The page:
On Tuesday, July 21, 2020, the economy minister, Paulo Guedes, presented the first part of the Tax Reform proposed by the government.
In summary, the proposal envisions the unification of PIS and Cofins, creating a levy on added value called “Social Contribution on Transactions with Goods and Services (Contribuição Social sobre Operações com Bens e Serviços – CBS). The proposed rate is 5.8% for financial institutions and 12% for other companies.
This levy will fall more heavily on certain sectors of the economy, in particular those related to provision of services.
The government’s proposals for alterations of other fiscal levies (taxes and social contributions) to complement the tax reform will be sent to Congress in other steps, including the controversial establishment of a levy similar to the extinct Provisional Contribution on Financial Movement (CPMF).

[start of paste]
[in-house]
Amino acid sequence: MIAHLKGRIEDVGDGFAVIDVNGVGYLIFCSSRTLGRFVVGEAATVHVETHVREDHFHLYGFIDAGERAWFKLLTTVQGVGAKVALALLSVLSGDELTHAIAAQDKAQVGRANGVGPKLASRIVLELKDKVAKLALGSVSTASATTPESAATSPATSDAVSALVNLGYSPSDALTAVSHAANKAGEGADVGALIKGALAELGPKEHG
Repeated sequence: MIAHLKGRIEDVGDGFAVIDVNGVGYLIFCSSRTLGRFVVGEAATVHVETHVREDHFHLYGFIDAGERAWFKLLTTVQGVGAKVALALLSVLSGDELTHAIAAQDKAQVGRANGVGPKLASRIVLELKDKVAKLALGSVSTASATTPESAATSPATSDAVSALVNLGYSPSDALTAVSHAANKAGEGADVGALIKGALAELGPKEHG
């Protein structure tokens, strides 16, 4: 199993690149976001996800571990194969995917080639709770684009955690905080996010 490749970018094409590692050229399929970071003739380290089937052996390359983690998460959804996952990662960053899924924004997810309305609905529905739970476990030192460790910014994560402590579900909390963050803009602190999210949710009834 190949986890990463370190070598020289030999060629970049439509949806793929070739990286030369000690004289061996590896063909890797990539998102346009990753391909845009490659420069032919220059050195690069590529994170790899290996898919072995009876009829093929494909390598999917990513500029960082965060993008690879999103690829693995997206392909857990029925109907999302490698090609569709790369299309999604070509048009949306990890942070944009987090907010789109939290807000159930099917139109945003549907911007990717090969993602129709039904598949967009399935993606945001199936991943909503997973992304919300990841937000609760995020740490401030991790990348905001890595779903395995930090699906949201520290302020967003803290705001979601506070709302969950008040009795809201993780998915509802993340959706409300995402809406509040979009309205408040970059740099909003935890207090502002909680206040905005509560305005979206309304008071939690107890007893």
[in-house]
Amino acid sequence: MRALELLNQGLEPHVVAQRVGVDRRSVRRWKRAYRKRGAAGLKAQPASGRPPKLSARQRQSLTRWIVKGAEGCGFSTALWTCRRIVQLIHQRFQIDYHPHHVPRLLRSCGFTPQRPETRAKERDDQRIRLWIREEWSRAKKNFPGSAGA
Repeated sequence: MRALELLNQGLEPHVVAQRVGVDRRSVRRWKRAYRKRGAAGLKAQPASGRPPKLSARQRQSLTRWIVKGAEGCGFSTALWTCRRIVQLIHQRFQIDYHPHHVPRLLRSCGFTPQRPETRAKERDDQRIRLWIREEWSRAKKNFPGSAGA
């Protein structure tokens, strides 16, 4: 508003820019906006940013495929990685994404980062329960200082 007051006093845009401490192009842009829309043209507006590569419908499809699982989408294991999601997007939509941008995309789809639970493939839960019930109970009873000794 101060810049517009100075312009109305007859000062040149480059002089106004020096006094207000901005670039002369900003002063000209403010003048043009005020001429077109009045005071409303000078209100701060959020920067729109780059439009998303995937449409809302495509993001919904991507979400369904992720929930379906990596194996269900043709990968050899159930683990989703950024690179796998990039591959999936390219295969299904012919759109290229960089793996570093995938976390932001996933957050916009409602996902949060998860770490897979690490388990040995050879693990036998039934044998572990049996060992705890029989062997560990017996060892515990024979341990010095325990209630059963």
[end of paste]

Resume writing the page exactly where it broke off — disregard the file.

There is wide discussion about this point, including a proposal for the contribution to be restricted to electronic commerce transactions.
Representatives of various sectors have already expressed dismay regarding the recreation of a levy similar to the CPMF, especially because of the ill-fated experience of that levy and its inherently regressive nature.
The president of the Chamber of Deputies, Rodrigo Maia, and the president of the Senate, Davi Alcolumbre, also have expressed their opposition to the creation of this new levy.
At present, there are two bills under examination by Congress, via the Special Joint Committee for Tax Reform. The government’s proposal will also be examined by this committee.
The first, formulated by the economist Bernard Appy of the Fiscal Citizenship Center (CCiF), would replace five levies (PIS, Cofins, IPI, ICMS and ISS) with a single Tax on Goods and Services (Imposto sobre Bens e Serviços – IBS).
The second, introduced by former member of the Chamber of Deputies Luiz Carlos Hauly, calls for the substitution of nine fiscal levies by a single one and the creation of a selective tax on specific goods and services, such as petroleum and derivatives; fuels and lubricants; cigarettes; electricity; and telecommunications services.
Castro Barros will monitor the progress these proposals and others that arise involving taxation.